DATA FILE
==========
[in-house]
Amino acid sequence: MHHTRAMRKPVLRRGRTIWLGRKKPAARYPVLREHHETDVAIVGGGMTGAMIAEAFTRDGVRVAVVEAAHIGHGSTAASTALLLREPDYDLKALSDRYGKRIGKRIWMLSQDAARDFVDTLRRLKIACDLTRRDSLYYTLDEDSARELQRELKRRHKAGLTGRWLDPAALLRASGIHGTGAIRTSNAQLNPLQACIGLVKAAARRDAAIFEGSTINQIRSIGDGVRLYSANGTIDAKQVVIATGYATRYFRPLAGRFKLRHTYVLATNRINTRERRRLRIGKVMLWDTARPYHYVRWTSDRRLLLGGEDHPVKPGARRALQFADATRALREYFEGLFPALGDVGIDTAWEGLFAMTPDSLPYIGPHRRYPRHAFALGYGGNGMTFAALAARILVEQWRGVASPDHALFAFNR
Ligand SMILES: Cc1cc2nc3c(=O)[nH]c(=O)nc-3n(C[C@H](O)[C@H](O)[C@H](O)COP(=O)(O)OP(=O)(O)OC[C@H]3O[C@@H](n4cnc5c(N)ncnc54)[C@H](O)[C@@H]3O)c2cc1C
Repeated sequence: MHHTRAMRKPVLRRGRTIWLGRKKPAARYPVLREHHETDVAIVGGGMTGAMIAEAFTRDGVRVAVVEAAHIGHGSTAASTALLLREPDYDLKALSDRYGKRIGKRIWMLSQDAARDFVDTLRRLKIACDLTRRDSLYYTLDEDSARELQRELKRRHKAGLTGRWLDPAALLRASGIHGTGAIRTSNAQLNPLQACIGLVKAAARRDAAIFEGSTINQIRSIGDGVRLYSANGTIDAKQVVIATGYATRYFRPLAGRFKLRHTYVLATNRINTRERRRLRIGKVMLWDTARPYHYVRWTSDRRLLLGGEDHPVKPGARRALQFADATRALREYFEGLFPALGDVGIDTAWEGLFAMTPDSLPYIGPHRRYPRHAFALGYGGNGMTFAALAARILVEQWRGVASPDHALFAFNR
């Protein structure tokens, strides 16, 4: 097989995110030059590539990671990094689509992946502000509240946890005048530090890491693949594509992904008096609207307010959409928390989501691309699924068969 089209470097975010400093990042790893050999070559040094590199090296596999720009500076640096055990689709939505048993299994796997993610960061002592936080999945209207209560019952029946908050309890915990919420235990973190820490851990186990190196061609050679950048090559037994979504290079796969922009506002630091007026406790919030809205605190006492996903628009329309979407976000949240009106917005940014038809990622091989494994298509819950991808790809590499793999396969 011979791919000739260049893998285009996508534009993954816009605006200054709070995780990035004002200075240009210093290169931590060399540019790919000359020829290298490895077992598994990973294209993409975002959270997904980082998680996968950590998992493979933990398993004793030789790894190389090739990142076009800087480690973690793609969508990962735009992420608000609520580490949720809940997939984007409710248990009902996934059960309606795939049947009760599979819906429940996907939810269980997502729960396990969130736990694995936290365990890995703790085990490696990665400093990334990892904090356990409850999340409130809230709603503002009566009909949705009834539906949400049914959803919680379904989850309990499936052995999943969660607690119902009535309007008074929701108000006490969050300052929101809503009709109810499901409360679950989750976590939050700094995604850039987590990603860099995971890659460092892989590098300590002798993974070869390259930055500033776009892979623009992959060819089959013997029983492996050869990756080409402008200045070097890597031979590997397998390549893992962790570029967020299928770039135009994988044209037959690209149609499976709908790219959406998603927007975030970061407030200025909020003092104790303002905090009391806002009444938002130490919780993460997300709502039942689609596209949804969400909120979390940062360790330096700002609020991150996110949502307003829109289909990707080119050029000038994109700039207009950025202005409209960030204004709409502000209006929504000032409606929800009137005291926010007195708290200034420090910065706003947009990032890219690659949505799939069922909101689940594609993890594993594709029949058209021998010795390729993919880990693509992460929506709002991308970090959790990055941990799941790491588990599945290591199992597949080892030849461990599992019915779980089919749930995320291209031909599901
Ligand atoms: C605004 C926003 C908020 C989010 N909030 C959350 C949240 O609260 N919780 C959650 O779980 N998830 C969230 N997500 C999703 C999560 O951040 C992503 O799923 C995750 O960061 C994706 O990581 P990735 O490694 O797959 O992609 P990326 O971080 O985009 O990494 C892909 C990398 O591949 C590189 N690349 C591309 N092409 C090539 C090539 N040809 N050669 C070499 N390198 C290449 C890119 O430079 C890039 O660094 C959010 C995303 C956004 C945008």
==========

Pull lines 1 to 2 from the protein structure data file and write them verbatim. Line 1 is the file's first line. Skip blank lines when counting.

[in-house]
Amino acid sequence: MHHTRAMRKPVLRRGRTIWLGRKKPAARYPVLREHHETDVAIVGGGMTGAMIAEAFTRDGVRVAVVEAAHIGHGSTAASTALLLREPDYDLKALSDRYGKRIGKRIWMLSQDAARDFVDTLRRLKIACDLTRRDSLYYTLDEDSARELQRELKRRHKAGLTGRWLDPAALLRASGIHGTGAIRTSNAQLNPLQACIGLVKAAARRDAAIFEGSTINQIRSIGDGVRLYSANGTIDAKQVVIATGYATRYFRPLAGRFKLRHTYVLATNRINTRERRRLRIGKVMLWDTARPYHYVRWTSDRRLLLGGEDHPVKPGARRALQFADATRALREYFEGLFPALGDVGIDTAWEGLFAMTPDSLPYIGPHRRYPRHAFALGYGGNGMTFAALAARILVEQWRGVASPDHALFAFNR